My suggestion is to look up the board rules and make note of them. That way, you will be aware of what actually is allowed (state law, of course, is the "default' policy for all schools.)
    Giving up our liberties for safety is the one sure way to let the violent among us win.

    "Though defensive violence will always be a 'sad necessity' in the eyes of men of principle, it would be still more unfortunate if wrongdoers should dominate just men." -Saint Augustine

    Disclaimer I am not a lawyer! Please do not consider anything you read from me to be legal advice.

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    DrTodd wrote:
    Actually, school districts are distinct from the state government, just as cities, counties, and townships are.* Yes, the actual policies of a school district are under the direction of the Dept. of Education, but they still are a distinct corporate body.* However, zigzigittyzoo is correct in that state firearms law does not preempt local school districts; the state preemption act lists what is meant by "local units of government" and, schools are not on the list.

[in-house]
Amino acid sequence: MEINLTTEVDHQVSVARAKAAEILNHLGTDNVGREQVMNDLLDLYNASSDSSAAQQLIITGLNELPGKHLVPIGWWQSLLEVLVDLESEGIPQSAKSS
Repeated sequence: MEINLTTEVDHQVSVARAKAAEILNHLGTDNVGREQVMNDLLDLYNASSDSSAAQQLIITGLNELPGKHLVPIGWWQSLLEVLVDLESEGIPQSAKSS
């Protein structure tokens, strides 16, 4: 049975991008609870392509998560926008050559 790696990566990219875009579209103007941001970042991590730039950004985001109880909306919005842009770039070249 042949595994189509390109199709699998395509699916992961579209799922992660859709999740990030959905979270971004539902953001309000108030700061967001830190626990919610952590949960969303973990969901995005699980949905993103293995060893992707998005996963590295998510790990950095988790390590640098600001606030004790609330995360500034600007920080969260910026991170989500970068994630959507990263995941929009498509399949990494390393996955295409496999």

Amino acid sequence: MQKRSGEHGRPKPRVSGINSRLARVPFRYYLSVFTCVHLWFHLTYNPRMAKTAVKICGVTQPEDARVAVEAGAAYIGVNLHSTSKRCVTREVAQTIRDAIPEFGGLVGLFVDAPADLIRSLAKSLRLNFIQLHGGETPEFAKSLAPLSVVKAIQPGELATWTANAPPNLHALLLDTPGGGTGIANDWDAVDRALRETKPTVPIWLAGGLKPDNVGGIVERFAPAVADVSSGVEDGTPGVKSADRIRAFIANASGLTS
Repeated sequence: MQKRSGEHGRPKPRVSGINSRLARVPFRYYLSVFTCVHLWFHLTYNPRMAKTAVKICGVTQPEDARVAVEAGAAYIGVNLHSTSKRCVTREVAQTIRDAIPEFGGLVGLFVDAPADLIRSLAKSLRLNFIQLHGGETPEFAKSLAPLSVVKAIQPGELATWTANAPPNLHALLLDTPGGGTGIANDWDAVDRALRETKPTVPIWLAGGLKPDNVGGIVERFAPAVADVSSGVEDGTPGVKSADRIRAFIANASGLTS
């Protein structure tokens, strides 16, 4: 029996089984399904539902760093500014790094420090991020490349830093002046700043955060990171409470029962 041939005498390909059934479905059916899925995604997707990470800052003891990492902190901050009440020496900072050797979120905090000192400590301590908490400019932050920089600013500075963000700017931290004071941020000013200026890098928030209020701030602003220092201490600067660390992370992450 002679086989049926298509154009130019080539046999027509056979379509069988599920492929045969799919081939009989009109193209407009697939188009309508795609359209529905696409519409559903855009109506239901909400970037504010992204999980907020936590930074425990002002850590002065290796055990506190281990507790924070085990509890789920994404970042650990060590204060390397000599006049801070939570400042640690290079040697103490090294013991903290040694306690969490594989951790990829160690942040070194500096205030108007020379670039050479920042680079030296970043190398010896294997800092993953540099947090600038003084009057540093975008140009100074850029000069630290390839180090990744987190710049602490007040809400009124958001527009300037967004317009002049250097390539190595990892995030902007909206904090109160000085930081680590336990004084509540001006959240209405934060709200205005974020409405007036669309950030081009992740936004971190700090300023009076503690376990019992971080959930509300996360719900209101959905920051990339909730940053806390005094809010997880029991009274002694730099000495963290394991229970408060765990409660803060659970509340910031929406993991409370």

The best course of action is to check the local districts' website for the board rules which may impact a cpl holder.* As I look at potential employers (I am always looking for greener pastures) I almost always check their board policy regarding firearms.* In my research I've seen one of three policies concerning firearms: 1) no firearms allowed on school property (except leo), 2) no firearms for employees and no firearms for anyone else, but those carrying under the lawful authority as leo or a cpl holder may carry as long as they follow the law concerning the respective exemptions, or 3) no mention of firearms.* I am lucky, as the board with whom I am currently employed makes no mention of firearms.* I have applied to districts in the past that have prohibited employee possession of firearms on the premises (no mention of cpl exemption) and have, in fact, turned down an offer from such a district for that reason.
    My suggestion is to look up the board rules and make note of them.* That way, you will be aware of what actually is allowed (state law, of course, is the "default' policy for all schools.)
    It's really hard to find these without having to ask specifically, which usually gives you a generic "No." response.